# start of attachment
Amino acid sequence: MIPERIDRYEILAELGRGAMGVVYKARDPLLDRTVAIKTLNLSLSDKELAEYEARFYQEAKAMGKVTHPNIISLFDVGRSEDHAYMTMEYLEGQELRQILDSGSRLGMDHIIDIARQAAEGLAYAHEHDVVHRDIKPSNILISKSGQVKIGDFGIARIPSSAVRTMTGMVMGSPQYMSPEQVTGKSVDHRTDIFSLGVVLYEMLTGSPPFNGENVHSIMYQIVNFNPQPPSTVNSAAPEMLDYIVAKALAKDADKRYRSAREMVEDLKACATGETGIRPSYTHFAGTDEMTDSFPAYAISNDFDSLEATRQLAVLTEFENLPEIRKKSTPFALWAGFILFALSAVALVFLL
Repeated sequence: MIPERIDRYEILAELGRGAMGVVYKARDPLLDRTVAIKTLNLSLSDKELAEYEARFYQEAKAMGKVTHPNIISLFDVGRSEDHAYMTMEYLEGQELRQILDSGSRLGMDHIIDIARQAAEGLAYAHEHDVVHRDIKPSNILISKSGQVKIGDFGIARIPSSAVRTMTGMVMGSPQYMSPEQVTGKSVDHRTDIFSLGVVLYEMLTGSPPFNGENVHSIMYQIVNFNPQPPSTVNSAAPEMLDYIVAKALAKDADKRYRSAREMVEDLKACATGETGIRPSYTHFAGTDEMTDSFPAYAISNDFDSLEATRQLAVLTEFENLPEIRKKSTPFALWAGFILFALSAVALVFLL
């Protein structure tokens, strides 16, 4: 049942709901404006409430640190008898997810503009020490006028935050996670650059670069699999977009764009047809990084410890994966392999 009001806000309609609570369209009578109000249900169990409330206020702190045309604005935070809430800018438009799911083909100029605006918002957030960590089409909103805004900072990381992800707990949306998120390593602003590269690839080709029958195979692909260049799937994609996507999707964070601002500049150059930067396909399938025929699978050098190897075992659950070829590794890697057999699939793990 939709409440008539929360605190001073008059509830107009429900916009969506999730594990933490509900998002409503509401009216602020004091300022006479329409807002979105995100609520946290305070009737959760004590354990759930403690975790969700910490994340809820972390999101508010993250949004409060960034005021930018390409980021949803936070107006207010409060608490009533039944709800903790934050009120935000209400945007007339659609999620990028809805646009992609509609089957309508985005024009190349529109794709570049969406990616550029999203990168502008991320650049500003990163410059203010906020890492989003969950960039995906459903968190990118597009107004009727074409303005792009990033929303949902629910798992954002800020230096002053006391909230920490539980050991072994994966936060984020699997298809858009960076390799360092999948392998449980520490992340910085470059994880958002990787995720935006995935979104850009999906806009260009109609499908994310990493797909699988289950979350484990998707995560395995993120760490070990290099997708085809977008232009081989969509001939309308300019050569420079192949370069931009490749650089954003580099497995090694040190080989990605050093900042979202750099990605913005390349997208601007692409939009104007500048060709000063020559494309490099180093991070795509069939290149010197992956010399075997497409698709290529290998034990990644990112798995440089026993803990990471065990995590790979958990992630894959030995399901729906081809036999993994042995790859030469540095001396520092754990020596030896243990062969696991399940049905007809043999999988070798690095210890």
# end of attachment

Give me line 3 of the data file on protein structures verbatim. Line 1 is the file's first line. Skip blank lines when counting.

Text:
């Protein structure tokens, strides 16, 4: 049942709901404006409430640190008898997810503009020490006028935050996670650059670069699999977009764009047809990084410890994966392999 009001806000309609609570369209009578109000249900169990409330206020702190045309604005935070809430800018438009799911083909100029605006918002957030960590089409909103805004900072990381992800707990949306998120390593602003590269690839080709029958195979692909260049799937994609996507999707964070601002500049150059930067396909399938025929699978050098190897075992659950070829590794890697057999699939793990 939709409440008539929360605190001073008059509830107009429900916009969506999730594990933490509900998002409503509401009216602020004091300022006479329409807002979105995100609520946290305070009737959760004590354990759930403690975790969700910490994340809820972390999101508010993250949004409060960034005021930018390409980021949803936070107006207010409060608490009533039944709800903790934050009120935000209400945007007339659609999620990028809805646009992609509609089957309508985005024009190349529109794709570049969406990616550029999203990168502008991320650049500003990163410059203010906020890492989003969950960039995906459903968190990118597009107004009727074409303005792009990033929303949902629910798992954002800020230096002053006391909230920490539980050991072994994966936060984020699997298809858009960076390799360092999948392998449980520490992340910085470059994880958002990787995720935006995935979104850009999906806009260009109609499908994310990493797909699988289950979350484990998707995560395995993120760490070990290099997708085809977008232009081989969509001939309308300019050569420079192949370069931009490749650089954003580099497995090694040190080989990605050093900042979202750099990605913005390349997208601007692409939009104007500048060709000063020559494309490099180093991070795509069939290149010197992956010399075997497409698709290529290998034990990644990112798995440089026993803990990471065990995590790979958990992630894959030995399901729906081809036999993994042995790859030469540095001396520092754990020596030896243990062969696991399940049905007809043999999988070798690095210890």